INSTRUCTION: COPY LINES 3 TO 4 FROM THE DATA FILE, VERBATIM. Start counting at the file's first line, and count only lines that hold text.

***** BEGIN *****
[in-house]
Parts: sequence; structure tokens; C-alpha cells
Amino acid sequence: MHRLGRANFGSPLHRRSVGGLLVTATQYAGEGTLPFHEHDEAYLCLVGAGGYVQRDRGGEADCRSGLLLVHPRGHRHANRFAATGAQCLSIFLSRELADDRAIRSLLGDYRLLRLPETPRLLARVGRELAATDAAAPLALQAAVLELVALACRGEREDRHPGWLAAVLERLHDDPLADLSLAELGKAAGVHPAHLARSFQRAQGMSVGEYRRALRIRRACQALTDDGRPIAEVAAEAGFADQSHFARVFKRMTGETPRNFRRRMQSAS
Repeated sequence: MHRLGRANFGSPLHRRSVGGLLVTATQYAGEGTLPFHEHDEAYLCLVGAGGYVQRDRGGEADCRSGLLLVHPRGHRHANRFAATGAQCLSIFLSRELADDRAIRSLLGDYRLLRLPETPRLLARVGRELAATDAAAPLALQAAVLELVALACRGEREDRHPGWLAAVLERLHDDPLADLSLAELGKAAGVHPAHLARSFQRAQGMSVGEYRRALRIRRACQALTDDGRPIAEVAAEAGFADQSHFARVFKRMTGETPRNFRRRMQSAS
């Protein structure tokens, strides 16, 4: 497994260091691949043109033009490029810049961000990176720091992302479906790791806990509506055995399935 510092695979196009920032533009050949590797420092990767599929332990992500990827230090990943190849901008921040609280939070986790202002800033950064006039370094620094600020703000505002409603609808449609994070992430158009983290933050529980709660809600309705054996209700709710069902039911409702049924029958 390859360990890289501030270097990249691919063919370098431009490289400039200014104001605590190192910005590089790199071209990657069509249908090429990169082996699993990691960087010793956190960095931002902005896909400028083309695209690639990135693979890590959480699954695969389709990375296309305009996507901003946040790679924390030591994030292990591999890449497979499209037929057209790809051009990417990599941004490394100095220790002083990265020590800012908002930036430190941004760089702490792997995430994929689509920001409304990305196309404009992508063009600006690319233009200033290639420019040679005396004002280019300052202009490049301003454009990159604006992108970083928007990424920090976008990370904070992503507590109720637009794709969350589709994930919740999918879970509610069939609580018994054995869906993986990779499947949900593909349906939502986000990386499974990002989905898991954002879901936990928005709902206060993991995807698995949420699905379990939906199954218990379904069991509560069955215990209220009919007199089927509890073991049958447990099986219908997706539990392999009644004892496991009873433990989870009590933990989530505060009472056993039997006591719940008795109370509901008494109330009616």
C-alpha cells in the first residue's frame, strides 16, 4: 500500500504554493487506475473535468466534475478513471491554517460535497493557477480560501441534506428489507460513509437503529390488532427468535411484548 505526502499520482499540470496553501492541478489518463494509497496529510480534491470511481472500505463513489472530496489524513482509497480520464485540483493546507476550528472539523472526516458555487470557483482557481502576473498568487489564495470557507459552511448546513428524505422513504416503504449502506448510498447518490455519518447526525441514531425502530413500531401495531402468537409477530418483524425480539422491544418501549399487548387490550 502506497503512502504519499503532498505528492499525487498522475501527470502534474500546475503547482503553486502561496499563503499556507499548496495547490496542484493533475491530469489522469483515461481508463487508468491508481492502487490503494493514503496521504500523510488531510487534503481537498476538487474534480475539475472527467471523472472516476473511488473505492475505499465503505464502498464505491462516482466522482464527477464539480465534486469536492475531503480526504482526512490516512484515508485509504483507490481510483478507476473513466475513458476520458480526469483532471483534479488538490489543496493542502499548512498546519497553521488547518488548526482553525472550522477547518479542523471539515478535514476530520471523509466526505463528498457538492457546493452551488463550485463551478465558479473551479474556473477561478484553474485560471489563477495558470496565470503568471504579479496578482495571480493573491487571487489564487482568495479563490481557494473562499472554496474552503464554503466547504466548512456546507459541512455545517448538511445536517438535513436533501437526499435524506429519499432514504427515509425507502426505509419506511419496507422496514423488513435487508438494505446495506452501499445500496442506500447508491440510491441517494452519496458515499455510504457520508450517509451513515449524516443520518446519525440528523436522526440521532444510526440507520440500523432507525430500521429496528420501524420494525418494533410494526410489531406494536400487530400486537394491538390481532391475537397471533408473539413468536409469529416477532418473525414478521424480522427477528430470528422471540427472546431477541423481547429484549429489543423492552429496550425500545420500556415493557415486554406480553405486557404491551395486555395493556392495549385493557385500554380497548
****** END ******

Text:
Amino acid sequence: MHRLGRANFGSPLHRRSVGGLLVTATQYAGEGTLPFHEHDEAYLCLVGAGGYVQRDRGGEADCRSGLLLVHPRGHRHANRFAATGAQCLSIFLSRELADDRAIRSLLGDYRLLRLPETPRLLARVGRELAATDAAAPLALQAAVLELVALACRGEREDRHPGWLAAVLERLHDDPLADLSLAELGKAAGVHPAHLARSFQRAQGMSVGEYRRALRIRRACQALTDDGRPIAEVAAEAGFADQSHFARVFKRMTGETPRNFRRRMQSAS
Repeated sequence: MHRLGRANFGSPLHRRSVGGLLVTATQYAGEGTLPFHEHDEAYLCLVGAGGYVQRDRGGEADCRSGLLLVHPRGHRHANRFAATGAQCLSIFLSRELADDRAIRSLLGDYRLLRLPETPRLLARVGRELAATDAAAPLALQAAVLELVALACRGEREDRHPGWLAAVLERLHDDPLADLSLAELGKAAGVHPAHLARSFQRAQGMSVGEYRRALRIRRACQALTDDGRPIAEVAAEAGFADQSHFARVFKRMTGETPRNFRRRMQSAS